As Citigroup Inc.'s Asia chief started his January Covid-19 briefing for the bank's top executives, it quickly became apparent: The firm's normal backup plans weren't going to work.
Out went the idea of sending thousands of workers to alternate sites in New Jersey and elsewhere, replaced by a dash to secure more servers and routers to boost remote access. The scramble has changed not only how the bank is getting through this unprecedented crisis, but also how one of the world's biggest companies is thinking about post-pandemic life.
It all started with a simple question from Chief Executive Officer Mike Corbat as the extent of the virus's reach became clear. How many of Citigroup's 200,000 employees would be able to remotely access the firm's network at once? Mike Whitaker, the bank's operations and technology chief, told the CEO that 35,000 was the bank's previous record.
"We obviously realized that if it came to the shores of the West, we'd need a heck of a lot more than that," Whitaker said in an interview.
So he got the green light to boost that number -- and fast. Whitaker's team bought up hardware and shipped more than 40,000 pieces of technology equipment to workers' homes. Within weeks, 95% of Citigroup's trading floor was working remotely, a feat bank officials had never thought possible. Now the company can handle as many as 148,000 people logging onto its network at once.
That's given the firm more flexibility as it decides who to bring back to the office first and what its real estate will look like in the future. Citigroup doesn't plan to leave workers at home permanently, Corbat said Friday.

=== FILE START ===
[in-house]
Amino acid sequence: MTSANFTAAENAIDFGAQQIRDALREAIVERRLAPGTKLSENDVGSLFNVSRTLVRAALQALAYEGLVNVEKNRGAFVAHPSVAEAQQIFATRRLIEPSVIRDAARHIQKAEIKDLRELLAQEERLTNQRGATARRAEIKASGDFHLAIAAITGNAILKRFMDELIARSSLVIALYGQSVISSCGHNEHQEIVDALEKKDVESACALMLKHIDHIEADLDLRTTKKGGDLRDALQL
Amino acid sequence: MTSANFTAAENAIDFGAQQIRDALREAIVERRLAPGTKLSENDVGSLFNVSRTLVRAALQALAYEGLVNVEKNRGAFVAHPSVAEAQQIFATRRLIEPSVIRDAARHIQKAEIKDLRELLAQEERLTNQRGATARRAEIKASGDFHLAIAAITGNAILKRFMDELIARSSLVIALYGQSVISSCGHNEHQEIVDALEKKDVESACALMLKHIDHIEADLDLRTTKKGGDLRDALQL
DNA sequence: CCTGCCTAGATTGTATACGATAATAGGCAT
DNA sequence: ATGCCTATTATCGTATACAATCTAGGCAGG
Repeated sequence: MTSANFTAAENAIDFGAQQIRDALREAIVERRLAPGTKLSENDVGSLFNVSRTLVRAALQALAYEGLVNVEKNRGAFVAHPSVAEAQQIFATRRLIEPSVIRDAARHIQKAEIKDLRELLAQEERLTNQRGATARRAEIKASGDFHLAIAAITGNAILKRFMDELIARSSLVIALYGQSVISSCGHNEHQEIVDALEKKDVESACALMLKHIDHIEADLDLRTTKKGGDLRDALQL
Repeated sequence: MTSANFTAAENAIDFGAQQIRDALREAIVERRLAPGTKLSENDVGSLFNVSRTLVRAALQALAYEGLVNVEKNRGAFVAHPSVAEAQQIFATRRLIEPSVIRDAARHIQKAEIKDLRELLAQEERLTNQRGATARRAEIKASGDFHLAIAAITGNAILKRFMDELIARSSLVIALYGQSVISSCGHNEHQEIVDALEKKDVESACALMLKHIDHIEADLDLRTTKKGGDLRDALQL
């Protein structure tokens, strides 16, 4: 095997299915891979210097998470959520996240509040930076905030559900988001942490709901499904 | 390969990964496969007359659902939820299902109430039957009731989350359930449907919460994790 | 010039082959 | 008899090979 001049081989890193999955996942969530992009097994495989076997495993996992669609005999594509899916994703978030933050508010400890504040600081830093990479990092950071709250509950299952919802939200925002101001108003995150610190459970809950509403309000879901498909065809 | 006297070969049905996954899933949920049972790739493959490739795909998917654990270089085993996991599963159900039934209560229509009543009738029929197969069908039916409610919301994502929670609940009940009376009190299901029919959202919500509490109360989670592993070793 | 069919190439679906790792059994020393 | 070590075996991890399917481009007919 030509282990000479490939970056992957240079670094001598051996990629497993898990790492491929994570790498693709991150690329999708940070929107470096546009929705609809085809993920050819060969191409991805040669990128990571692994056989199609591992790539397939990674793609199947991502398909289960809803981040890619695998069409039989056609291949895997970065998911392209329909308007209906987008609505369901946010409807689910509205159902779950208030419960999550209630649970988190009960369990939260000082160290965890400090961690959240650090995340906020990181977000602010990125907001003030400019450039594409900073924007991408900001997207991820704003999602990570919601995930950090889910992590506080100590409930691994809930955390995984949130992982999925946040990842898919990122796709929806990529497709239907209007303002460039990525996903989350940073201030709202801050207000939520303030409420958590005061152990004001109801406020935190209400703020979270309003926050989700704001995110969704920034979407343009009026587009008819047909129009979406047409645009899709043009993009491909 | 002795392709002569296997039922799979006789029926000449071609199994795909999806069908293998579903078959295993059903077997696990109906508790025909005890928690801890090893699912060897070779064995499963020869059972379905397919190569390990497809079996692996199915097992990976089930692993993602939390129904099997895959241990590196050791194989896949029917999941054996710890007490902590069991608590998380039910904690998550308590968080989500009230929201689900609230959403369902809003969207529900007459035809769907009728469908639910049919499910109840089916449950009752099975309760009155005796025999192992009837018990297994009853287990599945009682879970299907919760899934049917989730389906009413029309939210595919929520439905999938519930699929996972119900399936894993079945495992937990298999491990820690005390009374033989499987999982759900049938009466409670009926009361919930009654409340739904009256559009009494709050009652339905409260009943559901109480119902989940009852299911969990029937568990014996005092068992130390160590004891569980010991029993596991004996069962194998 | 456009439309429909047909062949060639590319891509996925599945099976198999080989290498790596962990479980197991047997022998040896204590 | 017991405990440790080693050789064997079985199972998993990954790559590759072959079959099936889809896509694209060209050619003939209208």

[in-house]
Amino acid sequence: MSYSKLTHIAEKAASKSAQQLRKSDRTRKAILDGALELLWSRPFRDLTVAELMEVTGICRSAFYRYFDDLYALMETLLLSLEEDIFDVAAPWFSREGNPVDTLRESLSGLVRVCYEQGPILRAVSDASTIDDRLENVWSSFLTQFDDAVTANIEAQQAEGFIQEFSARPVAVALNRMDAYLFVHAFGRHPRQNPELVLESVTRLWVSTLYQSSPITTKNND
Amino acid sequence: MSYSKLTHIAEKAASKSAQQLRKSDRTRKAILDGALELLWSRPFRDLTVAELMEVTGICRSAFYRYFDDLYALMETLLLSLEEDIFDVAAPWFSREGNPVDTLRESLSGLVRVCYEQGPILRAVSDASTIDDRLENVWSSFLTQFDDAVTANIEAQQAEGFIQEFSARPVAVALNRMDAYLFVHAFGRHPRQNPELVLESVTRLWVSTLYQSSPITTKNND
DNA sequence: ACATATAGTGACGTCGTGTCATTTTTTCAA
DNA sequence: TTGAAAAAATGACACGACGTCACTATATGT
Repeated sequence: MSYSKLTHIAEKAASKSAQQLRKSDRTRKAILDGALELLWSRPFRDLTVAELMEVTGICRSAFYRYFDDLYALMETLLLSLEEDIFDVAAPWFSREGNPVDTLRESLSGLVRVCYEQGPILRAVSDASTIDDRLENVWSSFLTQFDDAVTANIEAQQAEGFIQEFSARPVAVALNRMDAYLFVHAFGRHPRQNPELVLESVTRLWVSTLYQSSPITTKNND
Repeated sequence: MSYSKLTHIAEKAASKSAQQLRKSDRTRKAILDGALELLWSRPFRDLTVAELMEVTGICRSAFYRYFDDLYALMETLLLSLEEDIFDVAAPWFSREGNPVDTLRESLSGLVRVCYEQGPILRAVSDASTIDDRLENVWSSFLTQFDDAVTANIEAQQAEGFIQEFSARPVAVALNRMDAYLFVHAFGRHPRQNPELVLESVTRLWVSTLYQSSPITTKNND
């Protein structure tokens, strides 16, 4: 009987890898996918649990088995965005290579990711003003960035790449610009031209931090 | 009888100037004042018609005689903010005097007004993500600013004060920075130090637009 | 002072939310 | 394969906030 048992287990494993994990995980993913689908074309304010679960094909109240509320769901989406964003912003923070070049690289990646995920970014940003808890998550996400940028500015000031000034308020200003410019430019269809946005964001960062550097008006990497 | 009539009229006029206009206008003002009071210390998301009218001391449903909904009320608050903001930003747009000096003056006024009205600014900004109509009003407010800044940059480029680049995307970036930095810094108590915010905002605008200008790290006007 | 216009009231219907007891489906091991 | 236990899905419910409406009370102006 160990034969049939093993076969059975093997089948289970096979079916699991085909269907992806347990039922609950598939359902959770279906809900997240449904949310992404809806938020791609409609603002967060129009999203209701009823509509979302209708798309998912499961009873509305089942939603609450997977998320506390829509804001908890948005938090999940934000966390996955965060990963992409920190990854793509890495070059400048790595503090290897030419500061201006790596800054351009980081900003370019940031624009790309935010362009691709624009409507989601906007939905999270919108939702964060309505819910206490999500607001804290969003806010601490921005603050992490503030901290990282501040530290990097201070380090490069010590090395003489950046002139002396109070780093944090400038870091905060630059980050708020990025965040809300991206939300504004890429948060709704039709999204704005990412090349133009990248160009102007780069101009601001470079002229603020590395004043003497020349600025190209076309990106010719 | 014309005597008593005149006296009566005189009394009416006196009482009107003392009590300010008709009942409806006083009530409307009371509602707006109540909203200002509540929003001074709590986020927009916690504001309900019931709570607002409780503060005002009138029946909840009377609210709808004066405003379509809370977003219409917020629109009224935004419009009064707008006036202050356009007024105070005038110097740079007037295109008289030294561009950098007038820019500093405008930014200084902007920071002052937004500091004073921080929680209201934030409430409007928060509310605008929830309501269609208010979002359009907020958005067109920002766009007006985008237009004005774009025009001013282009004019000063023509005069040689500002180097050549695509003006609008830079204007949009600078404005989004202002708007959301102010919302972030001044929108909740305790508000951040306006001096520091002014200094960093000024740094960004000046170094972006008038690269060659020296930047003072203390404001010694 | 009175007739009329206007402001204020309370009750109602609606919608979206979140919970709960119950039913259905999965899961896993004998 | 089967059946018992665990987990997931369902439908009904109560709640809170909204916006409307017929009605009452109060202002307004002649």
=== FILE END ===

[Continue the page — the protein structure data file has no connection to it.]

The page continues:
"All large organizations that have designated disaster-recovery sites are thinking, Do we need them, or can we have less?" Whitaker said. "We're going to look at those plans."
Banks have long maintained cavernous redundancy sites in office buildings and warehouses in suburban areas outside their headquarter cities where they can send critical workers in the midst of disasters. Some, such as Citigroup and Bank of New York Mellon Corp., are now evaluating whether they really need to maintain those locations after proving they can utilize employees' home offices if a catastrophe arises.
"That level of redundancy has always been expensive -- a space where you have a fully configured work environment for every person," said Steve Carroll, an associate at the bank-consulting firm Cornerstone Advisors. "And now with remote capabilities, that's not as necessary."